The Universe Seems to be Expanding Faster than Expected


Hubble’s measurements of today’s expansion rate do not match the rate that was expected based on how the Universe appeared shortly after the Big Bang over 13 billion years ago.

Using new data from the NASA/ESA Hubble Space Telescope, astronomers have significantly lowered the possibility that this discrepancy is a fluke.

Using new observations from the NASA/ESA Hubble Space Telescope, researchers have improved the foundations of the cosmic distance ladder, which is used to calculate accurate distances to nearby galaxies.

This was done by observing pulsating stars called Cepheid variables in a neighbouring satellite galaxy known as the Large Magellanic Cloud, now calculated to be 162,000 light-years away.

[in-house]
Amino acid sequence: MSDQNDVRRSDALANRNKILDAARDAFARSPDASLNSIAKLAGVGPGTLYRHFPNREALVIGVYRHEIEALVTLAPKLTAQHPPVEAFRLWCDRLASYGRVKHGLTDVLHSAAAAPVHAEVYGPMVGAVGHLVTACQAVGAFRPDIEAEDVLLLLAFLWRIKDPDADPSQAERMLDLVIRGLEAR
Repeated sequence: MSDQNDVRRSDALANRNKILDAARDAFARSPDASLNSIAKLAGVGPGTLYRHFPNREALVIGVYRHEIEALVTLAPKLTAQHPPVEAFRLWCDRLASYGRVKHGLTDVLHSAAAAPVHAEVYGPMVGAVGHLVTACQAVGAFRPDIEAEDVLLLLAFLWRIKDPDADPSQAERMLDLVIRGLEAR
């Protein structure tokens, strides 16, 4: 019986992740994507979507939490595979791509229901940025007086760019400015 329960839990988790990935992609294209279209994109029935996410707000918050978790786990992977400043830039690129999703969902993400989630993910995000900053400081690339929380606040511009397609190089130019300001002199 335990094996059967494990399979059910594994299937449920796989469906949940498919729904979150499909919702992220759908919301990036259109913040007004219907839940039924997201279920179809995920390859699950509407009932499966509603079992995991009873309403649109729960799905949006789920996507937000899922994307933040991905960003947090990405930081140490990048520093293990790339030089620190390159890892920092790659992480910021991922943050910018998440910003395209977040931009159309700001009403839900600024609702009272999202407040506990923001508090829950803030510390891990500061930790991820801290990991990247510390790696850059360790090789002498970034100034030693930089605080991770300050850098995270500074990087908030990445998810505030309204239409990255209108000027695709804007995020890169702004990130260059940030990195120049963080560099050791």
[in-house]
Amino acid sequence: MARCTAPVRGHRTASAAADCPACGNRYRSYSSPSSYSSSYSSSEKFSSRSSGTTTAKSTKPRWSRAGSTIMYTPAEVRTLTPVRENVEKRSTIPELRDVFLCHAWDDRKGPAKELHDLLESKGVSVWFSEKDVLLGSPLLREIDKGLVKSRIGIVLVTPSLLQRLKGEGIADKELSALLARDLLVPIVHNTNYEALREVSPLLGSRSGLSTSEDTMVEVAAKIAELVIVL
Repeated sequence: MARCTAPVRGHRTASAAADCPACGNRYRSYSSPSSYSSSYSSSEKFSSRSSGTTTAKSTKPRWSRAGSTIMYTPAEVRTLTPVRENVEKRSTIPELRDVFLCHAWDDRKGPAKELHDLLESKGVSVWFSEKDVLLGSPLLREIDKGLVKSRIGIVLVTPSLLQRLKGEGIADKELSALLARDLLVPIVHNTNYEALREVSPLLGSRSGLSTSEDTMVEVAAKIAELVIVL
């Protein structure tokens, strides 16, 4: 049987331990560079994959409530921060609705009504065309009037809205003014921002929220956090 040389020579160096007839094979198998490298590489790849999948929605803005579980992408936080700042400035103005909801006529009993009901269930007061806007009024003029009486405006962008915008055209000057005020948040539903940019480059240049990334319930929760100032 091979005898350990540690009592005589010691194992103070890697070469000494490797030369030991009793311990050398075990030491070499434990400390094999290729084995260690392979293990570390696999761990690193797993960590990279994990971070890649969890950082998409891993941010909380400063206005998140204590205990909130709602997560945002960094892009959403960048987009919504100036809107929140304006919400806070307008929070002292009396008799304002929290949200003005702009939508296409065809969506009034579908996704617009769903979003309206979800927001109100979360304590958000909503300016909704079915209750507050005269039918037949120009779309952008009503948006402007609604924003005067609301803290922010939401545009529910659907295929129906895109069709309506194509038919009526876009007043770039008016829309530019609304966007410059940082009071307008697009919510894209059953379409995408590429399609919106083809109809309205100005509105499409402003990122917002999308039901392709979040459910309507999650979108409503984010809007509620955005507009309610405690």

When defining the distances to galaxies that are further and further away, these Cepheid variables are used as milepost markers.

Researchers use these measurements to determine how fast the Universe is expanding over time, a value known as the Hubble constant.

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